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How to deal with Daylight Saving Time — and what to look forward to

It’s easy to have a love-hate relationship with Daylight Saving Time starting.

On the one hand, you have to set your clock an hour ahead, losing precious time to sleep in, but on the other, it gets a lot easier to tell that spring will have sprung pretty soon because of the sunshine.

With Florida’s Sunshine Protection Act legislation trying to make Daylight Saving time a year-round thing, here’s what to keep in mind when you lose an hour this coming Sunday.

Get to sleep at a decent hour on Sunday night

Yep, that’s right — because setting our clocks ahead one hour will result in one less hour of sleep for all of us.

But don’t overdo it if you’re feeling super sleepy while on the road. It’s better to take some time to regroup than to rush and potentially endanger yourself and others.

Don’t forget — there will be more sunlight during the day!

The sun might still be up when you head out of work, possibly leaving you with more energy to do things like hitting the gym and socialize after-hours.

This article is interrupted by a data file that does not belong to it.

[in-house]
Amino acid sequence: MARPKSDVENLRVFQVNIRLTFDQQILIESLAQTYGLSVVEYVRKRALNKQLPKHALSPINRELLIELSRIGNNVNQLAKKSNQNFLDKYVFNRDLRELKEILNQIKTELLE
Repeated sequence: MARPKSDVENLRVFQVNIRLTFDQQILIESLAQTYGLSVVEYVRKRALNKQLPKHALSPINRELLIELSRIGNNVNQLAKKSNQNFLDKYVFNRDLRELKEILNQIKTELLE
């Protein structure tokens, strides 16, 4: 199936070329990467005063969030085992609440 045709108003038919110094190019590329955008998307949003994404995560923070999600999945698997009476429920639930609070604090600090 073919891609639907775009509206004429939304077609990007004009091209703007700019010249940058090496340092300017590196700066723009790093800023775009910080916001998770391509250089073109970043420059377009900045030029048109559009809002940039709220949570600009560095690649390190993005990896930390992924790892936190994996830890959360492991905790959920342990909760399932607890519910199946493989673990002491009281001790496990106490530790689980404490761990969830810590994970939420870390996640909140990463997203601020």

Since you won’t have to deal with the early darkness that blankets the winter months, you should use this time to get into the mood for spring by eventually lightening up your wardrobe and shaking off the need to strictly hibernate at home once work is over for the day.

It’ll be easier to dream about spring when you head home.

Reset the time on your appliances and devices on Saturday night

If you don’t, you might be a little confused about what time it really is when you wake up on Sunday morning.

“Daylight saving time officially starts at 2 a.m. Sunday, when clocks are pushed forward one hour to 3 a.m.,” NBC Los Angeles reports. “When you go to bed on Saturday night, don’t forget to turn your watches, alarms, and microwaves forward an hour. Electronic devices, like cellphones, by default, are set to automatically update the time as it changes.”

Doing it before it’s absolutely necessary will save you time and effort.

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